Popowcer "absolutely" wants attendance to exceed the current 80,000 to 100,000 visitors each year. He foresees a "continued diversification of shows" and points with pride to "Across Continents and Cultures: The Art and Life of Henry Ossawa Tanner," a 1996 exhibition which was enthusiastically received by Chicago's black community.

The Terra's current show -- "An American Century of Photography from Dry Plate to Digital: The Hallmark Photographic Collection" -- may indicate just what form the Terra's "diversification" is going to take. The 253 photographs in this survey include work by all the famous names -- Hine, Coburn, Stieglitz, Weston, Arbus, Weegee and many more. There are gifted amateurs too, like a farmer named Bentley who spent twenty-five winters of his life photographing snowflakes and got to be quite good at it.

"An American Century" is selected with care, taste, and intelligence -- and very professionally installed. No other Chicago museum would have given us this attractive survey. We hope the Terra continues to improve.

In the galleries
Nicole Alger showed portraits at Lyons-Wier & Ginsberg Gallery in January and February. The artist lived abroad for several years, studying in Paris and Florence. This is her second solo exhibition.

Alger is such a straightforward, classically accomplished kind of painter that she's easily underestimated. But her work is very skillfully made -- and bursting with life and personality. Alger's paintings stick in the memory. We need more artists like her!

If Alger's work is easy on the eye, Akemi Nakano Cohn's definitely is not. Her brightly-colored silk hangings, which she exhibited in the suburbs during February, are dense and busy, reflecting her cultural confusion.

Born in Japan, Cohn came to the U.S. in her early 40s, studied art, moved to Chicago and married an American. "There is a tension in my work between the Eastern values in which I was raised," she says, "and the Western values to which I have been adjusting."

To make her hangings, Cohn uses several traditional Japanese dye methods, mostly Nassen techniques in which she mixes dye chemicals into a rice paste to create color and resist. She may also screen print, appliqué, embroider, interlace, and stitch her work.

Plant images in Cohn's hangings suggest the slow growth in her personal outlook. Words like transplant, variety and immigration also appear, along with Japanese characters. Cohn is a difficult artist, one with much to say.

Art Institute on the Net?
Jack Brown, director of the Ryerson and Burnham Libraries at the Art Institute of Chicago, recently lectured about art on the Internet. He said that the Fine Arts Museum of San Francisco , the Biblioteca Ambrosiana in Milan, and the Uffizi in Florence, have substantial numbers of works in Internet image bases. You can see 60,000 images at San Francisco's site. The Ambrosiana has put up nearly half of the 12,000 drawings it owns and will continue until all are on line.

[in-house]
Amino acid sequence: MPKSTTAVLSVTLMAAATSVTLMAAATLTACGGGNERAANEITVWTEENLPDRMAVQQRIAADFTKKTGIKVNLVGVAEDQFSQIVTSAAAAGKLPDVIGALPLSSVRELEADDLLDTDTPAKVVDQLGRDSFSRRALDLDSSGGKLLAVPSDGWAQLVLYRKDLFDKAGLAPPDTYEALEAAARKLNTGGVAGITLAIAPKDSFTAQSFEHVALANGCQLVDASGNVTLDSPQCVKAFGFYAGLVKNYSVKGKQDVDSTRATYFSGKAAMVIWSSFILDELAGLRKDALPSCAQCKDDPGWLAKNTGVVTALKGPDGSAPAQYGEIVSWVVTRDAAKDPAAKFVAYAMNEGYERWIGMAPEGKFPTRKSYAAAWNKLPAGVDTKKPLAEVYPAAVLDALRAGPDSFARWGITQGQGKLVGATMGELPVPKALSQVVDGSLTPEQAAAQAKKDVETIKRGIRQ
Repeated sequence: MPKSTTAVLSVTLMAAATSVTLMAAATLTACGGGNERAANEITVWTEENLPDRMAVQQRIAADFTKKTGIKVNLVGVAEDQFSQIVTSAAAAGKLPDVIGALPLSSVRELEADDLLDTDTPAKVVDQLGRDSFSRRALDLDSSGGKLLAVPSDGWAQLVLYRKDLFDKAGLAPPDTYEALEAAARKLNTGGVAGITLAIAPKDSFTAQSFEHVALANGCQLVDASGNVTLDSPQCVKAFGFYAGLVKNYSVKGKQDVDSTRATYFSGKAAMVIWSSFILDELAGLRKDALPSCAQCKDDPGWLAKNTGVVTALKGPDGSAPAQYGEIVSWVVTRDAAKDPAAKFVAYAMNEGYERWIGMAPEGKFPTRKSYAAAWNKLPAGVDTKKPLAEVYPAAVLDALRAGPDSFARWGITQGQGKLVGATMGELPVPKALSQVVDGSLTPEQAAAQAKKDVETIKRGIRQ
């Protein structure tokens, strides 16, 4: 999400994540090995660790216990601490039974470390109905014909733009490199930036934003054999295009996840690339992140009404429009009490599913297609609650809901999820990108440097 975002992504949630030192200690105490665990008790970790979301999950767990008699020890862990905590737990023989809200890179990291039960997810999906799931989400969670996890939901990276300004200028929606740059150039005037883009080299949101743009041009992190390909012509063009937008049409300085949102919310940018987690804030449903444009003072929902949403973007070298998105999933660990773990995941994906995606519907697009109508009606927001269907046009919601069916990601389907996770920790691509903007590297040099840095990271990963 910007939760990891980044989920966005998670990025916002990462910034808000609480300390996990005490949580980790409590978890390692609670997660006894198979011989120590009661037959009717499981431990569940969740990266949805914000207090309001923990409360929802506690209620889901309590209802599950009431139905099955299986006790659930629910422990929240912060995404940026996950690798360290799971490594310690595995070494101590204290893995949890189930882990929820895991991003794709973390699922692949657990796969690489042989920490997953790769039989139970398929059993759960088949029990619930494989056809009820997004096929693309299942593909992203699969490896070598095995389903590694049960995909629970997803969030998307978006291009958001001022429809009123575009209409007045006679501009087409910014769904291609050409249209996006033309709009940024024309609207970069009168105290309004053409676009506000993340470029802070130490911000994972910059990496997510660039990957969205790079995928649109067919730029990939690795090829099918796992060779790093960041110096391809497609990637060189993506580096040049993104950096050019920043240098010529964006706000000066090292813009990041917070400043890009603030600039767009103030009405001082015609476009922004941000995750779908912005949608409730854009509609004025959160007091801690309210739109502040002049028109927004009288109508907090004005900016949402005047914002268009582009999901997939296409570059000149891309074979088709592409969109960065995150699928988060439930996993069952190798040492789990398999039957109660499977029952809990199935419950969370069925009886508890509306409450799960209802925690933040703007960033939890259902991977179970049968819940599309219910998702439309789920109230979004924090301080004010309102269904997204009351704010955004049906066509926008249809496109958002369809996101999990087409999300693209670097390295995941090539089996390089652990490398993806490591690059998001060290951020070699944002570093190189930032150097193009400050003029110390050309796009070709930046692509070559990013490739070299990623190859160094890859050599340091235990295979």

Will the Art Institute follow suit? According to Brown, "image bases mean that people can see museum holdings without damaging the objects or taking staff time." Still, a degree of control is lost. "The Art Institute has limited staff and hardware resources," he adds, "and many ways we can share our collections with the public. We're still in the talking stage here."

Dealer and crusader
During the Sixties, Carl Hammer, a high school English teacher, purchased a country house with his then-wife and began to decorate it. The couple filled the place with work by amateur artists of all kinds and obsessives who had eccentric personal visions. These people, whose work was disdained by the mainstream art world, are called naives and outsiders today.

"The Civil Rights Movement was big when I was building my collection," says Hammer, "and my students were all excited about the issues. I took up the cause of the outsider, not just in art but in life. This was the vision of the gallery I opened in 1979."

On his gallery's inaugural night, Hammer met Lee Godie, a street woman who drew colorful self-portraits all day on Michigan Avenue and sold them to passersby. Godie sometimes went to the School of the Art Institute of Chicago, sat down on the floor and drew. She kept her possessions in bus station lockers and slept in cheap hotels downtown, paying day by day.

Godie started a one-sided romance with Hammer. She saw him as a prospective lover, proposed marriage several times (Hammer is tall, slim, and youthful-looking), and thought he was courting her whenever he wore a tie. He became her dealer, built her reputation, and helped her earn more from her work.

Lee Godie, Bill Traylor and other naives are cornerstones of the Carl Hammer Gallery. Today he represents a "50-50 mix" of outsiders and professionals. Still, he says that his gallery will always have "an outsider esthetic."

"I'm a self-taught collector and dealer," Hammer states. "It took me years to establish my tastes. When you collect art by unknowns, you don't ever buy anything you feel you should like."

VICTOR CASSIDY is an art journalist based in Chicago.